Imposed timeouts may hurt revenue
Vending machines with items deemed "minimally nutritious" will only be allowed to operate after school because of a resolution passed by the Board of Education (BOE) on Dec. 9. The resolution, which will take effect after winter break, could result in the loss of tens of thousands of dollars for Blair.
Principal Phillip Gainous expressed concern over the passed resolution because Blair's current contract with Pepsi stipulates that vending machines must be left on during the school day in exchange for the $55,000 annual payment. The contract states that if the machines are turned off, Blair will only be paid a monthly commission instead. "They aren't going to pay us not to make any money," explained Gainous.
Blair also has a contract with Monumental Vending for snack food that gives the school 30 percent of the gross sales. Should the snack vending machines be turned off during the day, Blair would lose a significant amount of the approximately $20,000 it makes annually, according to Business Manager Anne Alban.
Despite the financial hit schools might take from turning the machines off, Patricia O'Neill, the BOE member who initiated the resolution, defended her stance. "We have an obligation to ensure a healthy environment," she said.
In Gainous' opinion, the money from the vending machines is essential to pay for new computers, programs not financed by MCPS and test fees for students who cannot afford to take AP tests nor the SAT. "In order for the Blair community to have what more affluent communities can give their students," he said, "we have to have that vending machine money."
Springbrook High School Principal Michael Durso, who uses vending machine money to reduce the cost students have to pay for AP tests, questioned the actions of the BOE. "There's no way our vending machine companies are going to continue shelling out the kind of bonuses that let us implement these initiatives if we're changing the rules midstream," he said. "I wonder if anyone has considered the legal ramifications."
O'Neill said there are a variety of ways schools could make up any lost revenue, including a raise in extracurricular fees, a notion which Gainous rejected. He said more affluent schools could afford an increase in activity prices and still expect students to pay, but he did not believe the same would occur at Blair. "The schools who have fewer resources, it's going to hurt those schools," he said. "That's not what this county is about."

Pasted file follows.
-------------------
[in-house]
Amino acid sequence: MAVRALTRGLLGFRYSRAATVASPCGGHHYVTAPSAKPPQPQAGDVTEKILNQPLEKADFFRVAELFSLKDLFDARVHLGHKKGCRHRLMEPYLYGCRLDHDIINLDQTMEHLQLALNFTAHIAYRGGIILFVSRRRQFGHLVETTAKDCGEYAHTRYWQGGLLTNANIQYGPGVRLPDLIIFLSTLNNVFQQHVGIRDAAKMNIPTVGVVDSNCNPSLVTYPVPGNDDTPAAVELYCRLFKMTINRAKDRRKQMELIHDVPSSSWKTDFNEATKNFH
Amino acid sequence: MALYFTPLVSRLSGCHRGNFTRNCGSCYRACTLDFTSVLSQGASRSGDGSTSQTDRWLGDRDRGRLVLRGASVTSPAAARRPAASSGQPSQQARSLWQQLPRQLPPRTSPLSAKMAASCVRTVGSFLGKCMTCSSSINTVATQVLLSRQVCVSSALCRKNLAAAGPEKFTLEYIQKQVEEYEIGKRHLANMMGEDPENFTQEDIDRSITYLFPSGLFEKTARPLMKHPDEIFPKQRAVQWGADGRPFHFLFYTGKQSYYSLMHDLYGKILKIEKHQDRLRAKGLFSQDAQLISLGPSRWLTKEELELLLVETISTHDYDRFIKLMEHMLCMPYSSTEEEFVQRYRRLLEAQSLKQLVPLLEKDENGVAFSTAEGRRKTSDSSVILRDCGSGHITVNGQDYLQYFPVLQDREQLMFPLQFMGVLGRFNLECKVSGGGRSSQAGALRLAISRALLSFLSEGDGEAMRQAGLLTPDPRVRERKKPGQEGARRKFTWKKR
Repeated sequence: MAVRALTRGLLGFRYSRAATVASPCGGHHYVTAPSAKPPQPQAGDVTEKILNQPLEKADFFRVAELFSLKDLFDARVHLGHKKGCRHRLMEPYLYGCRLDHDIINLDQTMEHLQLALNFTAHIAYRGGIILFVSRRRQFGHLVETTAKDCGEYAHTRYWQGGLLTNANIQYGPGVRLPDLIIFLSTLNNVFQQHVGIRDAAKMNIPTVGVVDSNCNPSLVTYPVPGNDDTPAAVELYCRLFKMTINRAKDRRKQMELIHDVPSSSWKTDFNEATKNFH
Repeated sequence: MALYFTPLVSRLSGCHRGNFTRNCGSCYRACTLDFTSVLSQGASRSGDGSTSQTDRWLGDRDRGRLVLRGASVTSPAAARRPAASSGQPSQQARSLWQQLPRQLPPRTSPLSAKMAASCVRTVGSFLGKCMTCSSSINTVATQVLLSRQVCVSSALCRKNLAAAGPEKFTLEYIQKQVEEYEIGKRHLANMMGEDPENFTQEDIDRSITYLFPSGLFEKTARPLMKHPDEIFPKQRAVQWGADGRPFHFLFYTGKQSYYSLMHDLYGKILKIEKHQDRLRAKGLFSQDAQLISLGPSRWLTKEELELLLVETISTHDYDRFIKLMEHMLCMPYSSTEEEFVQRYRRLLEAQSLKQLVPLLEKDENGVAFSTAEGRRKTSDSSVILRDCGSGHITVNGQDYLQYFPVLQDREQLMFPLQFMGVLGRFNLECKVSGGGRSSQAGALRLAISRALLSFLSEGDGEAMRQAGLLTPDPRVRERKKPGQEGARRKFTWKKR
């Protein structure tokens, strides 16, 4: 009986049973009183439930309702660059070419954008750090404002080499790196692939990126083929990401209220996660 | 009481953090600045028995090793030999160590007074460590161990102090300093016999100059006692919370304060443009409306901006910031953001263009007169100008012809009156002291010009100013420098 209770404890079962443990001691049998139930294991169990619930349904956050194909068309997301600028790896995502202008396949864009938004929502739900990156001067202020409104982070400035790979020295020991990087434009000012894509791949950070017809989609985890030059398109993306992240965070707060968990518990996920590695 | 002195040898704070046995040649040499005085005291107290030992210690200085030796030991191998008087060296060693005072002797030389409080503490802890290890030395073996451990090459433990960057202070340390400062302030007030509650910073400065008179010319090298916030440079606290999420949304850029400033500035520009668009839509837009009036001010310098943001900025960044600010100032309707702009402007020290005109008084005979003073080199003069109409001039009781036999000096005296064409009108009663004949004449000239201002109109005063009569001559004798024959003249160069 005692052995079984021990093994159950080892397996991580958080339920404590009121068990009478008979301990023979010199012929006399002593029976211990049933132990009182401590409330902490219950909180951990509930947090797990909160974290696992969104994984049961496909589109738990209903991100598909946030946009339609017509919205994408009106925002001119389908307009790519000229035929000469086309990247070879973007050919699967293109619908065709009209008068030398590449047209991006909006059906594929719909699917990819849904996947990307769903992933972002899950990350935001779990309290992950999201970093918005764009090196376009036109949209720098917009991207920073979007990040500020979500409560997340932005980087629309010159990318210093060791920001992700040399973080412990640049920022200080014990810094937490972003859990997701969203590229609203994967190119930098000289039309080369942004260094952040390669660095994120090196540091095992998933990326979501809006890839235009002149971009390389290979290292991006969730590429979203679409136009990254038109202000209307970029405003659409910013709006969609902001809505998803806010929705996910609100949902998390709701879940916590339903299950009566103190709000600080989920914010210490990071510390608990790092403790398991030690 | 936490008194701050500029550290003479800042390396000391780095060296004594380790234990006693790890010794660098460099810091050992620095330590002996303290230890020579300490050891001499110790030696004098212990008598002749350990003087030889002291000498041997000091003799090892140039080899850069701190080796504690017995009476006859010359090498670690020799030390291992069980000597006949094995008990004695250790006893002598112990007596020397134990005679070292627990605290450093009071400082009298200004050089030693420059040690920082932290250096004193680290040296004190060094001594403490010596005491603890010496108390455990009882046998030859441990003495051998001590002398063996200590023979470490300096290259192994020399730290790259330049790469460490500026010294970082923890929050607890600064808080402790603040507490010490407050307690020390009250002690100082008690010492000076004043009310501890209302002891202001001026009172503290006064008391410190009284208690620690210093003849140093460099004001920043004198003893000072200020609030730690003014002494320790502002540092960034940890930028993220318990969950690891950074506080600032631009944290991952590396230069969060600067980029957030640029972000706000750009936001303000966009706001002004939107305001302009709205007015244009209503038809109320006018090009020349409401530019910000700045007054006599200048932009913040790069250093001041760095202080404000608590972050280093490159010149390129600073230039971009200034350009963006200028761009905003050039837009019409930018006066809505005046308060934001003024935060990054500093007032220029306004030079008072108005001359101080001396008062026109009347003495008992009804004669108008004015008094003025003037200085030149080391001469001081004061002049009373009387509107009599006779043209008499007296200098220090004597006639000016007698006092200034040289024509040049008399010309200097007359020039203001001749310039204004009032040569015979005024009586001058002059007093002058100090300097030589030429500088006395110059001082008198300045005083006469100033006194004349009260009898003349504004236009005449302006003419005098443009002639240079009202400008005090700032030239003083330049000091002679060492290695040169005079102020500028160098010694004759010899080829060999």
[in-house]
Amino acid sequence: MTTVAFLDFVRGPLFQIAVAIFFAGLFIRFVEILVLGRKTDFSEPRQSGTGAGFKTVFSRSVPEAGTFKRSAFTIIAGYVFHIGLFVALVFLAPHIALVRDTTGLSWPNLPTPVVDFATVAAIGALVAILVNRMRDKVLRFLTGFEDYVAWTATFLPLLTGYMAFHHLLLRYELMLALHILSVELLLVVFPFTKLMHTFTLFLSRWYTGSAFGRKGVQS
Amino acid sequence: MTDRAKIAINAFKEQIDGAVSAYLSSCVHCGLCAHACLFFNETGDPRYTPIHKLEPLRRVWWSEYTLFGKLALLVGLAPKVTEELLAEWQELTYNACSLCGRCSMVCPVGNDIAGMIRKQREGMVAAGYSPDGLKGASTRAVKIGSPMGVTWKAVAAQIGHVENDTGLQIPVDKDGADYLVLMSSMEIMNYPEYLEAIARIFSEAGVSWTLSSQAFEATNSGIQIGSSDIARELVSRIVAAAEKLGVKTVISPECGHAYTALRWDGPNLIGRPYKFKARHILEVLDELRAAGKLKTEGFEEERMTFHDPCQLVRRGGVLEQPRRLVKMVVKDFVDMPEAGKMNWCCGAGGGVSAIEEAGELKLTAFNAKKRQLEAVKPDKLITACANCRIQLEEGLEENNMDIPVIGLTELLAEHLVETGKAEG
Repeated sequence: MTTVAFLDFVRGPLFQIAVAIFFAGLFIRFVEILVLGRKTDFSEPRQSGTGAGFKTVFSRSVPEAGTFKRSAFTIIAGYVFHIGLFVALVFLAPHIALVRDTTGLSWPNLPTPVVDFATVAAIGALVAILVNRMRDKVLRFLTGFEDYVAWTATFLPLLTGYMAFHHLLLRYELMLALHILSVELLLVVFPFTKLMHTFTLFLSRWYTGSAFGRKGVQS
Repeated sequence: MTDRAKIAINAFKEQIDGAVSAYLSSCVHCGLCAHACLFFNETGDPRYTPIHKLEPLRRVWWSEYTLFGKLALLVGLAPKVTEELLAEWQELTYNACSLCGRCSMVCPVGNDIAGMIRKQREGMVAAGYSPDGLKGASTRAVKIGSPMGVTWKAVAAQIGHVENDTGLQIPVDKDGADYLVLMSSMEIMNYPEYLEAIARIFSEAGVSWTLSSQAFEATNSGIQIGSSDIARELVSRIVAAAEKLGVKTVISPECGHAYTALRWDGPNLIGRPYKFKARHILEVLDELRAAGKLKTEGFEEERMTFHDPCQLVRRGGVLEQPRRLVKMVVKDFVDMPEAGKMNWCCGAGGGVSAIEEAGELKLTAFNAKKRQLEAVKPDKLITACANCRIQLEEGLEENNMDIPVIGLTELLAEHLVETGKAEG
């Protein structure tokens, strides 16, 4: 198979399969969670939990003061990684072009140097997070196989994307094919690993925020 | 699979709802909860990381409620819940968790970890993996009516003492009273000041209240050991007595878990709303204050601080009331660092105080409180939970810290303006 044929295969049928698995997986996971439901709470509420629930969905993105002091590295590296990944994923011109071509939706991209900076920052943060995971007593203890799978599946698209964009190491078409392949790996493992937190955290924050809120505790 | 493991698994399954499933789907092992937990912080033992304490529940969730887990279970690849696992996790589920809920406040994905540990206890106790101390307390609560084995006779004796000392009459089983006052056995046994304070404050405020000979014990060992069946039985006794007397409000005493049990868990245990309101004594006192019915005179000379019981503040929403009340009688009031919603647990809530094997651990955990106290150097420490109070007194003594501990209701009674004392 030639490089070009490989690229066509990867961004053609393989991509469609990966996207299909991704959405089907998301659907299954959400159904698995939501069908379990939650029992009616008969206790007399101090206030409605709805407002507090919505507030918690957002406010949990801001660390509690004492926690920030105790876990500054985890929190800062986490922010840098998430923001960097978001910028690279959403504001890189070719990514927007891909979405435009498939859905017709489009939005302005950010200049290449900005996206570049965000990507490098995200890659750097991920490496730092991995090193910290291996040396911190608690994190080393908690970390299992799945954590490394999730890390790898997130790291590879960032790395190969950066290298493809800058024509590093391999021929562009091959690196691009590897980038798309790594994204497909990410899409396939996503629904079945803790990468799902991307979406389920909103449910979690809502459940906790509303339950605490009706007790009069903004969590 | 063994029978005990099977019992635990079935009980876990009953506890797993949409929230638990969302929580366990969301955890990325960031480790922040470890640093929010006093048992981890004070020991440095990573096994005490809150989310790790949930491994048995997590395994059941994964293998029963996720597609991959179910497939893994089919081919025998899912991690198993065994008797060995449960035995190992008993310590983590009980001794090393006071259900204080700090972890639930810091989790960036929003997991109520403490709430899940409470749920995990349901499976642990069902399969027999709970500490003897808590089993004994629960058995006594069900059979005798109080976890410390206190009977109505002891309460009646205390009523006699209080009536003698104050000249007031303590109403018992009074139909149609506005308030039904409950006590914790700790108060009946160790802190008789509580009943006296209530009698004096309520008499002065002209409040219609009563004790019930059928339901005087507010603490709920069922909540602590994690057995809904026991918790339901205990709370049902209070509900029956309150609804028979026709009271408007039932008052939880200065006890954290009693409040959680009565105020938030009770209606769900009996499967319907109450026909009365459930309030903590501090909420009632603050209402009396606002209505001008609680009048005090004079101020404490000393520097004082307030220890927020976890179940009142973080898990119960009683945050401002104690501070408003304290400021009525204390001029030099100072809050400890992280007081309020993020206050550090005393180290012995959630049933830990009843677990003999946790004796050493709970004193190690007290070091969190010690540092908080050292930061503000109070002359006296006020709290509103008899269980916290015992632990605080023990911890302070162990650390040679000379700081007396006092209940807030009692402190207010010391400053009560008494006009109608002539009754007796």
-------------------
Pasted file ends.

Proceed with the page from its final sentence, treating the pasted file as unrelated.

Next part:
Some Blair students took issue with the resolution as well. Senior Josh Scannell believes Blair needs the money to provide students with opportunities given to teenagers at other schools and said he is planning a possible protest. "If it comes down to it and central office takes away our money which we need for basic services for our students," he said, "then we will take to the street."
Community Superintendent Walter Gibson said he thinks people are assuming schools will lose money, but he pointed out some schools have introduced measures to limit junk food intake without a significant loss of revenue. "Let's see what happens," he said. "Maybe we'll be surprised [and schools will not lose money]."
The reasons for dissent were not limited to funding issues. Student Member of the Board Sagar Sangvhi voted against the resolution because he believed students should be allowed to make up their minds about what to purchase. "We're moving in the direction of moving away from student choice," he said. "I don't think it will benefit students."
PTSA Co-President Valerie Ervin found the idea that students should be barred from vending machine items ridiculous. "I think it's sort of absurd by the time a kid gets to high school to tell them what they can and can't have," she said.
A taskforce to study alternatives to "non-nutritious beverages" with the goal of eliminating such items from vending machines at some point was created in late October by the BOE. The taskforce met only twice before the resolution extending restrictions on vending machines was passed, and the report the group was commissioned to present was never completed.
Gainous was a member of the workgroup and was confused by the sudden introduction of the vending machine resolution. "Why is this committee meeting?" he asked. "That's one of the perplexing things to me. Why this resolution that would undercut that committee?"
Gainous did not find out about the vending machine resolution until Nov. 24, or 13 days after O'Neill introduced it at a meeting on Nov. 11. According to Gainous, MCPS principals were unaware of the resolution until a meeting on Dec. 3 when he brought the issue up. "None of the principals knew about this resolution," he said. "If they did, they would have been talking about it." Gainous said he felt the outcome of the vote might have been different had principals been informed of the pending changes.
Approximately 550 to 600 students, or only about one fifth of the student body, take an eighth period class resulting in a smaller number of possible consumers than during the rest of the school day. Currently, vending machines selling soda are disabled all day until the end of 5B lunch.
Council member Tom Perez said there was "no indication" the resolution could be brought before the County Council to be overturned.
A second resolution that would have removed vending machines from the entrances of schools did not pass by one vote.
Additional reporting by Easha Anand and Izaak Orlansky
KC Costanzo. Keith "KC" Costanzo is one of the brand-spanking-new editors-in-chief of <i>Silver Chips Online</i>. His responsibilities include maintaining the journalistic integrity of the paper and making sure no one spontaneously combusts due to the stress of deadlines. KC enjoys late night frisbee games and long hours … More »